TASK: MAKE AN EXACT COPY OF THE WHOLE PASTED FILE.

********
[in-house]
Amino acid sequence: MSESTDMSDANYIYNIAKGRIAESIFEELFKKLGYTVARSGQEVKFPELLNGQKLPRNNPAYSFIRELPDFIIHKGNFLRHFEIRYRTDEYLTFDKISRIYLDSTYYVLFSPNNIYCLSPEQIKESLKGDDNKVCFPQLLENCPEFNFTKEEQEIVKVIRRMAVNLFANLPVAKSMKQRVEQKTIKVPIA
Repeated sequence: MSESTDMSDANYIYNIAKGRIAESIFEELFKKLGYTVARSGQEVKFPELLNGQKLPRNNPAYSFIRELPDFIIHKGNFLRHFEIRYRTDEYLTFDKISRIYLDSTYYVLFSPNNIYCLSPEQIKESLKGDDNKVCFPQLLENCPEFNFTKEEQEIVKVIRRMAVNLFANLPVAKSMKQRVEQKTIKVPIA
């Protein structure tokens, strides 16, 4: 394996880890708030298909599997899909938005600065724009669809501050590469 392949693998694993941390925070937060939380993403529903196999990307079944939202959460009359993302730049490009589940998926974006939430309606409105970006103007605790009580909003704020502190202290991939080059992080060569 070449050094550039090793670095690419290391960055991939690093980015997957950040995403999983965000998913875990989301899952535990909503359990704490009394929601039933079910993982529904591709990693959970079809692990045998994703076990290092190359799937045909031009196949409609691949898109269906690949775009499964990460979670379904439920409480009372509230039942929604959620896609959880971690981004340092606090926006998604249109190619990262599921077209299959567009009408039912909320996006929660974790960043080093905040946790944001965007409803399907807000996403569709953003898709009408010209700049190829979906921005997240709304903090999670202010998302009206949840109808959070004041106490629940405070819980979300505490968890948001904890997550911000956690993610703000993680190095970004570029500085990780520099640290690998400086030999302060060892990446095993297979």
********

[in-house]
Amino acid sequence: MSESTDMSDANYIYNIAKGRIAESIFEELFKKLGYTVARSGQEVKFPELLNGQKLPRNNPAYSFIRELPDFIIHKGNFLRHFEIRYRTDEYLTFDKISRIYLDSTYYVLFSPNNIYCLSPEQIKESLKGDDNKVCFPQLLENCPEFNFTKEEQEIVKVIRRMAVNLFANLPVAKSMKQRVEQKTIKVPIA
Repeated sequence: MSESTDMSDANYIYNIAKGRIAESIFEELFKKLGYTVARSGQEVKFPELLNGQKLPRNNPAYSFIRELPDFIIHKGNFLRHFEIRYRTDEYLTFDKISRIYLDSTYYVLFSPNNIYCLSPEQIKESLKGDDNKVCFPQLLENCPEFNFTKEEQEIVKVIRRMAVNLFANLPVAKSMKQRVEQKTIKVPIA
């Protein structure tokens, strides 16, 4: 394996880890708030298909599997899909938005600065724009669809501050590469 392949693998694993941390925070937060939380993403529903196999990307079944939202959460009359993302730049490009589940998926974006939430309606409105970006103007605790009580909003704020502190202290991939080059992080060569 070449050094550039090793670095690419290391960055991939690093980015997957950040995403999983965000998913875990989301899952535990909503359990704490009394929601039933079910993982529904591709990693959970079809692990045998994703076990290092190359799937045909031009196949409609691949898109269906690949775009499964990460979670379904439920409480009372509230039942929604959620896609959880971690981004340092606090926006998604249109190619990262599921077209299959567009009408039912909320996006929660974790960043080093905040946790944001965007409803399907807000996403569709953003898709009408010209700049190829979906921005997240709304903090999670202010998302009206949840109808959070004041106490629940405070819980979300505490968890948001904890997550911000956690993610703000993680190095970004570029500085990780520099640290690998400086030999302060060892990446095993297979």